I have written many times about service dogs and emotional support animals. Associations and Landlords are flooded with requests for service or support animals, reasonable accommodations, ESAs, PSAs, ADA and the FHA. It seems like any time someone has a question about a pet, a Landlord or Association needs to consult an attorney. So, I decided to “apply” for an emotional support animal online. I wanted to better understand the process and what happened at the end of my application.
First, a quick reminder of the law. Under the Fair Housing Act, a “housing provider” (which includes Landlords and Condominium and Planned Community or Homeowners Associations) must provide “reasonable accommodations” to permit someone with a disability to enjoy housing on an equal footing with people who do not have a disability. Sometimes, a person requires a “support animal” to assist with their disability. A “support animal” is just any animal. It does not need to be trained to do anything, be registered or wear a vest. If a resident has a letter from a physical or mental health professional that says the person has a disability and would benefit from a support animal, Landlords and Associations are required to permit those animals.
I know that it is easy for anyone to get a letter prescribing an emotional support animal. But I wanted to, once and for all, understand just how easy it was. So, I Googled “Emotional Support Animal.” Tens of millions of hits came up. I clicked on the first sponsored ad. I took their quiz. The quiz was about a dozen questions. Here is the first one, directly from the website:
The next one:
Then there were a bunch just like this:
I answered them truthfully. I said that I sometimes feel sad, or worried, that I have occasionally lost sleep or have been irritated. I said that being with my dog, a 40-pound English Bulldog named “Butkus” makes me feel happy and less stressed. This is a lie because I do not have a dog. In my defense, if I DID HAVE an English Bulldog named Butkus, that would be really cool.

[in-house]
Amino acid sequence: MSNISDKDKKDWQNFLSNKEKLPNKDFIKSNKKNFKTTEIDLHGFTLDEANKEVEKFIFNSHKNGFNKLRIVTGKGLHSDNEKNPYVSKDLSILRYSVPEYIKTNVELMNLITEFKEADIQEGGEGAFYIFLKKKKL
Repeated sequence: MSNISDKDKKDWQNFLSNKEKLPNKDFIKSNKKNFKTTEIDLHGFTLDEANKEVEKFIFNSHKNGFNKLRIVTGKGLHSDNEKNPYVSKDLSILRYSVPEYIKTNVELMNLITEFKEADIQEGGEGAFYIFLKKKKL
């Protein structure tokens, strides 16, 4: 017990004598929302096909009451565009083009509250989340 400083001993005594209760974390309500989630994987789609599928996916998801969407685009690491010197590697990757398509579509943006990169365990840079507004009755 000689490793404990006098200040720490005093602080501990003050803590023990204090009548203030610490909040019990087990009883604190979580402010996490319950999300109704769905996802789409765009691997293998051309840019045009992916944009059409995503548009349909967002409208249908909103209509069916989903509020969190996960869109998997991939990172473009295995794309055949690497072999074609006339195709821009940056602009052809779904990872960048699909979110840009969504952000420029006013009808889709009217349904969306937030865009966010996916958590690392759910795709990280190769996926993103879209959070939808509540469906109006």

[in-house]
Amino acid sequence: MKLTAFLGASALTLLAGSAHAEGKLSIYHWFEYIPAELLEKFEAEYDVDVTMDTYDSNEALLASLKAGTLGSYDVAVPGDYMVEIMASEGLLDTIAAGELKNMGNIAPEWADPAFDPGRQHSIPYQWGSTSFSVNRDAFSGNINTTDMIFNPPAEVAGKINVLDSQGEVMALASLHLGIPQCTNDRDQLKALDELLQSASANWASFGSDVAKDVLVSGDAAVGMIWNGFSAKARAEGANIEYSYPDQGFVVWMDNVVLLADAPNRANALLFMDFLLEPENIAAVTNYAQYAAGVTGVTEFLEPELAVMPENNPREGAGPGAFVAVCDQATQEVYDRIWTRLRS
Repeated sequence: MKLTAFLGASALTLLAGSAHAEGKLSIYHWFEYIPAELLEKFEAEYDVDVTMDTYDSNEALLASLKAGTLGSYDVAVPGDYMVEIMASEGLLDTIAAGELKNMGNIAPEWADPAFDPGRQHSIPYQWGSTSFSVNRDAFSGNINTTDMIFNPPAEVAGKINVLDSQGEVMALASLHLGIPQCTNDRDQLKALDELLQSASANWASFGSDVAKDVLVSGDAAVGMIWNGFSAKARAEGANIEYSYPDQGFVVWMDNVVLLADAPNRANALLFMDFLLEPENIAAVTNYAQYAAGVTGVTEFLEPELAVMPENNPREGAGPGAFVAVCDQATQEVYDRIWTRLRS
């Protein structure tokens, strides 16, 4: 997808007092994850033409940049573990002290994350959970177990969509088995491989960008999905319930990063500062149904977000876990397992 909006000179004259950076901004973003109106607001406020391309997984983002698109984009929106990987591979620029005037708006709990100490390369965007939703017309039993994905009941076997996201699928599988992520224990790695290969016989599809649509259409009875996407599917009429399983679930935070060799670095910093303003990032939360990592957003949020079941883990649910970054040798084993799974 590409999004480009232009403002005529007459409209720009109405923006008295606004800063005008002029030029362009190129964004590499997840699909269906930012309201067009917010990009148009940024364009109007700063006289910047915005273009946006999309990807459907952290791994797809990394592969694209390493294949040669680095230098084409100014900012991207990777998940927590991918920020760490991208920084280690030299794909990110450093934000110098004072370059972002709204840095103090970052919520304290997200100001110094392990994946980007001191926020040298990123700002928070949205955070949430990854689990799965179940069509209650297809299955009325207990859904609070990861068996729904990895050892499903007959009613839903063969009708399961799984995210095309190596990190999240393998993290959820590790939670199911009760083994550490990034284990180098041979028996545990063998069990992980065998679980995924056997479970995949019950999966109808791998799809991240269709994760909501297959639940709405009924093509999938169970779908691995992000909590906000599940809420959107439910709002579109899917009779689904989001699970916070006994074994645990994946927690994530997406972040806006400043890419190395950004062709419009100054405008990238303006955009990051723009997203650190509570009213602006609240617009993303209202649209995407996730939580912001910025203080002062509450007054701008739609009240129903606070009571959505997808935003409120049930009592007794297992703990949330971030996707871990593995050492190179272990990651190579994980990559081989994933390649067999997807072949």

When I completed a dozen or so questions just like these, the Website asked me about my pets. This site limited the choices to dogs and/or cats. This is where I made up my bulldog. (Butkus was the name of the dog that Adrian got Rocky. I thought it was an English Bulldog, but it was actually an English Mastiff.) Then I hit “Complete” and guess what? I was qualified to have an Emotional Support Animal. For just $99, I could get the doctor’s letter that told the world about my disability and how Butkus helped. For another $89, I could have gotten a couple more items, including a “Service Animal” vest for Butkus. I decided not to spend the money. Because it is hard to get an imaginary bulldog to wear a red vest.
Here is part of my letter:
This is very similar to letters that my clients show me from residents. Sometimes the problem is anxiety or depression, but the gist of the letter is just about the same as mine.
Whenever a Landlord or an Association gets a letter like this, they have to permit the emotional support animal. You cannot ask additional questions about the disability, or decide on your own whether the resident really needs a support animal. The ESA is not subject to limits on pets. We like to tell clients that an ESA is not a pet, it is a prescription. The ESA is not subject to weight or breed limitations. You cannot charge a pet fee or deposit for an ESA.
This does not mean that the Landlord or Association cannot regulate the support animal’s behavior. Rules such as picking up after the animal, having them on a leash, not allowing them to be tied out unattended, and not allowing excessive noise are still enforceable against an Emotional Support Animal just like any other animal.
It is hard to write a blog like this without seeming judgmental. That is not my intent. Many people have legitimate emotional issues and having a dog or cat helps them through the day. Most of us want our neighbors to be happy, and if an animal helps, I am all for it. Also, philosophically, why should my neighbor care if I have lovable, slobbery bulldog? Now if I don’t pick up after him, or if he barks all night, then my neighbor has a reason to complain. But those are the kinds of rules that all animals have to follow, whether they are support animals or “just” pets.
The reason that I went through this exercise is to help Landlords and Associations understand how that doctor’s letter gets to them. When you get this letter, there is no way to tell if the resident is really suffering, or just had five minutes and $99 to spare. Landlords and Associations need to take letters like this at face value. My letter, and every other one like it, has all of the legal requirements of the Fair Housing Act to permit an Emotional Support Animal. This is the law, and there is no sense being angry about it, or trying to find ways around it.